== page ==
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Discussion Starter · #5 ·
Ok, let me re-phrase for clarification, he will run through a weak bit on the pattern. When we are practicing I do a lot of stopping and backing with him along with the "woah". He knows woah and stops fine at a walk, trot and canter. But this is off of the pattern and I'm looking for a bit to use on the pattern. Throw barrels into the mix and he becomes difficult to stop in a mild bit. I'm not saying he becomes a hot mess and won't stop, I'm just saying it's very difficult, and I would like something that will get his attention a little better, especially flying into that first barrel (rate). Yes I know training helps, but he isn't automatic and anyone who has ridden a hot barrel horse knows that they may have great training but that doesn't mean they can run in a hack and stop on a dime. I would really like Beau's input on this. Thank you for the response though, I appreciate you taking the time to reply.
 

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Discussion Starter · #6 ·
Thank you for the response Iseul, it was very helpful. Do you have any hot horses though that you have experience with so you can share maybe, what worked best for them? My other mare stops with just a rope around her neck (bridle-less) and I use the same training with both of them, so I was thinking it was just a difference in personality?
 

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We have a horse that has excellent training. He has been pattered for about 10 years. He knows the patterns, knows what he needs to do, but he does need a bit with WHOA to it. Otherwise he will blow through certain events. There are some horses that just need more bit than others. Going back to the basics would be useless...He knows all that. He just gets strong in the arena...excited to run.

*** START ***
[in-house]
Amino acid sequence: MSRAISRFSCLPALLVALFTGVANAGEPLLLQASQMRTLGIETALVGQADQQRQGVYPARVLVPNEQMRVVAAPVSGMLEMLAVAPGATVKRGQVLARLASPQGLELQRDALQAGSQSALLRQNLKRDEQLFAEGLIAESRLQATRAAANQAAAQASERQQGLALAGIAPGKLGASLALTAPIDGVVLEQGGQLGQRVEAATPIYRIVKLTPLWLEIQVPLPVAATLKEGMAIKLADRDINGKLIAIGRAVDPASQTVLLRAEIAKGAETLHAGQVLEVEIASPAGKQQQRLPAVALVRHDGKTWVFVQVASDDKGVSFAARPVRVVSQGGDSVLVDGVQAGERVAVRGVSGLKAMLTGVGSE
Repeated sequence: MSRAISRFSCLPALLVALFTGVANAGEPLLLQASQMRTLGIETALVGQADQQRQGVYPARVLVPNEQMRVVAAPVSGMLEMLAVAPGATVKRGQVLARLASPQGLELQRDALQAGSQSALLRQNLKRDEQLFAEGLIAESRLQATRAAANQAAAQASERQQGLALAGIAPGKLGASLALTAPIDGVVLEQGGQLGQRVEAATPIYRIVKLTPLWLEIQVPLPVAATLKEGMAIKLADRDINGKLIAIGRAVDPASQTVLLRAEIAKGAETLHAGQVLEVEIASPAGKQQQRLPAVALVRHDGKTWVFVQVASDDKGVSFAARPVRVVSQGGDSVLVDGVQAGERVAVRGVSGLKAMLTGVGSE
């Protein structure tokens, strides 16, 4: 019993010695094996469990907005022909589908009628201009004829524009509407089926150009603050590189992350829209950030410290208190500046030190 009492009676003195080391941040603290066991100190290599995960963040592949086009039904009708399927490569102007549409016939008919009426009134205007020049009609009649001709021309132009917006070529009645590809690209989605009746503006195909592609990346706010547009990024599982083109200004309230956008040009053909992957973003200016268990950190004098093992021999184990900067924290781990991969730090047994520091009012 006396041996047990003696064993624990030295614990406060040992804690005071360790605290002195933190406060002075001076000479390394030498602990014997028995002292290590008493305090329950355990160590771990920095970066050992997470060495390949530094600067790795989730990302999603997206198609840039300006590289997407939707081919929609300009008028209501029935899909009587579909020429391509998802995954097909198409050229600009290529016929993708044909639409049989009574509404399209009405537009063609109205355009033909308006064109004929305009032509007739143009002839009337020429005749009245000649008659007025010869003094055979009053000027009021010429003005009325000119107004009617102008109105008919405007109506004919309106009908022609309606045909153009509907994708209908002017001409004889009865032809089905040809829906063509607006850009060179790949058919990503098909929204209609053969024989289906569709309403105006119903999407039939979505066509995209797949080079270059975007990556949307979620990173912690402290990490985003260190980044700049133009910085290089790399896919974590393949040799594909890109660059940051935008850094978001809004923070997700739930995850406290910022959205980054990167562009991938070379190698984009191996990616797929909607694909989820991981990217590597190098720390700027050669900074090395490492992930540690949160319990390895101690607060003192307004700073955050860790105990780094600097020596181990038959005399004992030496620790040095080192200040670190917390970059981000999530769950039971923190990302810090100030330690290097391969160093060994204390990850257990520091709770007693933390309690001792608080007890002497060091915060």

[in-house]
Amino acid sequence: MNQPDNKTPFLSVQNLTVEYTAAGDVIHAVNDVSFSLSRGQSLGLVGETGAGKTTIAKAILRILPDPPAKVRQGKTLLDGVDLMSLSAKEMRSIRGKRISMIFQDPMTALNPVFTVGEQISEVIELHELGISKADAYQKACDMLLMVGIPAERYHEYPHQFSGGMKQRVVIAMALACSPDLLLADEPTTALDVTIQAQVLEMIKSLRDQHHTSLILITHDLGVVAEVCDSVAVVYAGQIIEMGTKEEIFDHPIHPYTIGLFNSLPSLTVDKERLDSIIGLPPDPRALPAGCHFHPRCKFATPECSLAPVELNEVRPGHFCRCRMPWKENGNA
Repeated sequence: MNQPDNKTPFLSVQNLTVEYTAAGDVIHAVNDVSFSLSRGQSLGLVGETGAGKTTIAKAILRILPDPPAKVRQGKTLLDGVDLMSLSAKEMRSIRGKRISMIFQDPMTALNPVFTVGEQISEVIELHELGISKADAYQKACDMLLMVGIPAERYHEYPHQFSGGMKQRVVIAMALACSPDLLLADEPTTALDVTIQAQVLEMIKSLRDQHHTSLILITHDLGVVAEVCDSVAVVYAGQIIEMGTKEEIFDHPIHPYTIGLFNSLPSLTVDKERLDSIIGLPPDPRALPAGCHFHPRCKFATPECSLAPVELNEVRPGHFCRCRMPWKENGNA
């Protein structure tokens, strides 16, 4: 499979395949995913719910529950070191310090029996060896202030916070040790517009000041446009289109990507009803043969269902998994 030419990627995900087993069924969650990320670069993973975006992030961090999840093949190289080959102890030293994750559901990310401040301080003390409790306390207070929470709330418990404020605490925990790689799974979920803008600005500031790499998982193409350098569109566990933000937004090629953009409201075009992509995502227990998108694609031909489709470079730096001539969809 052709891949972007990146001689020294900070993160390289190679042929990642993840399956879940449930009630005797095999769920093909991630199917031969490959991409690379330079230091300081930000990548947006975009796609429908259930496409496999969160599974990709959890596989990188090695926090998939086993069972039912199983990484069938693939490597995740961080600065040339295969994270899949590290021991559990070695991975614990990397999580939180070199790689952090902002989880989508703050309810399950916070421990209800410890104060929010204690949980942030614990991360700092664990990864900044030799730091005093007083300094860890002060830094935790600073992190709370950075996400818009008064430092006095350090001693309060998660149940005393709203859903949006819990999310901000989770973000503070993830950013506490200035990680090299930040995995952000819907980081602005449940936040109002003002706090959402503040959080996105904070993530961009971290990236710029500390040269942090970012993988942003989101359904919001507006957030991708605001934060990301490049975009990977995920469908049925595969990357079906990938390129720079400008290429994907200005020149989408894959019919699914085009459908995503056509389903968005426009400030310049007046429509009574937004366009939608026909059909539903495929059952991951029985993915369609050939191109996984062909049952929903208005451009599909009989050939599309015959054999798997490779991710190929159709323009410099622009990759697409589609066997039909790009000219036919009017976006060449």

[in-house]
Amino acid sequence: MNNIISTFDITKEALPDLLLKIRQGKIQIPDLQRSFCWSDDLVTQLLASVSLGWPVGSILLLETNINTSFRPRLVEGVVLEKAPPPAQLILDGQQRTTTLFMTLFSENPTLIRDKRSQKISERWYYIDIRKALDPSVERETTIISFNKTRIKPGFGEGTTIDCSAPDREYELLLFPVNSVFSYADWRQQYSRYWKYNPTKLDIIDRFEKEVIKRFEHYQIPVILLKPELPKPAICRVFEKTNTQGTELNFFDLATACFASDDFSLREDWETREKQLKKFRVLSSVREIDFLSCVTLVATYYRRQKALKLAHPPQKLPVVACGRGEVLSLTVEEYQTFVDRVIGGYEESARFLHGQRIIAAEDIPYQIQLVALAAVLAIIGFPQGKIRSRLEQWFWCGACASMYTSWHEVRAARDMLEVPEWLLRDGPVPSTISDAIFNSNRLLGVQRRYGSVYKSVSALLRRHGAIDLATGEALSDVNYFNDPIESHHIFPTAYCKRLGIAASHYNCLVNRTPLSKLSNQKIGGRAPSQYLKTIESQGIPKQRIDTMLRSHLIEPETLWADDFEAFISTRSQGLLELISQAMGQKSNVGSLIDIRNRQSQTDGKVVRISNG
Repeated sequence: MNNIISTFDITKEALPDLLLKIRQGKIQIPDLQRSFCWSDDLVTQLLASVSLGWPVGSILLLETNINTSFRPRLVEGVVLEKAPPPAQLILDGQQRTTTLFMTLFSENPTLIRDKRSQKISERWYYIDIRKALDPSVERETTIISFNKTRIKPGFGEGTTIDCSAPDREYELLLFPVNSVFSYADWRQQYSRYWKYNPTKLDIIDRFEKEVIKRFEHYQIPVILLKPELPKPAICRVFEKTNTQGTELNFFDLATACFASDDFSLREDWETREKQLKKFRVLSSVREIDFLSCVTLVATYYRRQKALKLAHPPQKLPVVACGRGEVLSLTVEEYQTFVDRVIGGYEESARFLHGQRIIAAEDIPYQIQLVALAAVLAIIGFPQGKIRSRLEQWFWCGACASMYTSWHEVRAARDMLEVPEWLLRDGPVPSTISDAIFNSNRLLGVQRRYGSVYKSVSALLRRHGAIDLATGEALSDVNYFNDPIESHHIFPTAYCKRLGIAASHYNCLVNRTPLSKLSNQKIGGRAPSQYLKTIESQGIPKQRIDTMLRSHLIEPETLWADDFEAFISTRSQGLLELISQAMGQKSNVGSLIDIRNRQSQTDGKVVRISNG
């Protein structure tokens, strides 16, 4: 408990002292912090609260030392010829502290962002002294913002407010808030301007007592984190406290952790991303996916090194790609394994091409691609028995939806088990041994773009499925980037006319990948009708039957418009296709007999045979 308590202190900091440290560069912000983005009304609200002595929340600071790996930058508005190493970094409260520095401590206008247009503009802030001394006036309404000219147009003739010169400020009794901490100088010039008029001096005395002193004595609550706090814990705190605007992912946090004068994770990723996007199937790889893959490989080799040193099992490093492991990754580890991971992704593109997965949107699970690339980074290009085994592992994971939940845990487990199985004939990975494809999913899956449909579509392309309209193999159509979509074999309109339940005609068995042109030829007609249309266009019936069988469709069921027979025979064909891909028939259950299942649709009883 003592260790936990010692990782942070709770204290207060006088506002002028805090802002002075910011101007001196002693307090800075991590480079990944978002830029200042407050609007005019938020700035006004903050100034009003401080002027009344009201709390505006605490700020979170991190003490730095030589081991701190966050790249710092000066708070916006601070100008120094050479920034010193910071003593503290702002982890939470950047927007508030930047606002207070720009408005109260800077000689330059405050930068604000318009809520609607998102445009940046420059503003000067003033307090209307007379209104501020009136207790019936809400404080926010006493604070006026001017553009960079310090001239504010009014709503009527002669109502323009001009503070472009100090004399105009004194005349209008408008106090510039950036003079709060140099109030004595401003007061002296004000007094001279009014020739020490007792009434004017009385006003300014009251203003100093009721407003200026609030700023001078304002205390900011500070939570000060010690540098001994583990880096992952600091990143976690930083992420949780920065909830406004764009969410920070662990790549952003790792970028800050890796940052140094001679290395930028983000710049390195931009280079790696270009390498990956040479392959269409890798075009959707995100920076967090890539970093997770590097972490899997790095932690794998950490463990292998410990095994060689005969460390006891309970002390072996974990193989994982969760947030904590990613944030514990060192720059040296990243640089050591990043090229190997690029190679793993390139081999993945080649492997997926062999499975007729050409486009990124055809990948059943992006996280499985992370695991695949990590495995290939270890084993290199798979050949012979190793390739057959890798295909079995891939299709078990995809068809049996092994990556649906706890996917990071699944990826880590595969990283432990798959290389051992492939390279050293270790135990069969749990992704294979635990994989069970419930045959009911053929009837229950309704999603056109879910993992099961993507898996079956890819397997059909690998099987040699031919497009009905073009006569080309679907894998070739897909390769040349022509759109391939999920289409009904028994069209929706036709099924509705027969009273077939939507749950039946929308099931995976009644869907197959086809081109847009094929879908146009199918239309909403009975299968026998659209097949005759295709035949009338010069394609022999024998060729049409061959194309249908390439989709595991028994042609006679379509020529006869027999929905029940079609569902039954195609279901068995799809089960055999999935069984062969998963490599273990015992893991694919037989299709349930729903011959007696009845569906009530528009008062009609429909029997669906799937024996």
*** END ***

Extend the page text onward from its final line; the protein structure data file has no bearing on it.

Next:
I have multiple bits. For training, I use a Myler D Ring snaffle. I just ordered a Sherri Cervi O Ring Short Shank (The last link) bit to use on my 7 year old this year. (If she likes it)

This is the one that he runs in. And does so extremely well in it. I wrap the noseband with a bunch of vetwrap for padding. To be honest, he needs the noseband for some extra whoa. https://encrypted-tbn1.gstatic.com/...sv_TBaCY4yx9X3pUuk2yAy28J3QHkP7R7gnhkUZS0jAv-

For you...I would recommend one of these... Try to find someone that has one already, or buy used. Bit shopping is really hard! And I hate wasting money.

https://encrypted-tbn0.gstatic.com/...F06PZddw5IWUnywjU2fZV3KHwNjQ3hMNfYqA9PzNMsc1o

https://encrypted-tbn1.gstatic.com/...yYIdJNG6cnPsKuVISdimSGFcgJhXS2Ft3no2jcKTQLPqw

https://encrypted-tbn1.gstatic.com/...iTN44QCFXkIn7TCaxCQVG_77DVnHpbMsVlBEb11EWg-2a

https://encrypted-tbn2.gstatic.com/...Oe7oHdUv0HZP4YxIJMPdqPnrgN1weKCvACnbrsBuDRANQ

https://encrypted-tbn2.gstatic.com/...PvtISgNjzCug0Rt_WS0rHbpSjU4WokOw-zDiYlExEFevK

I always use a smooth mouthpiece. I'm never used a twisted mouthpiece as I do not like them.
 

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The majority of horses I've worked with were hot. My current mare especially is hot, but she knows better than to jig or prance because the moment she does (regardless of how excited she is) we go backwards, FAST.

The way I fix the majority of the hotness is by working them on the barrels/poles/etc. Whatever it is that gets them too excited, I do all my training while doing that.

I do agree that there are some horses that need more bit..But I don't believe that they need more bit because they get too excited, they need more bit because they haven't been taught to contain it until I let them go.

I've taken horses that had no whoa (on the patterns, but perfectly fine with normal riding), bucked and jigged/pranced into the arena and tried to take off as soon as their front end got through the gate.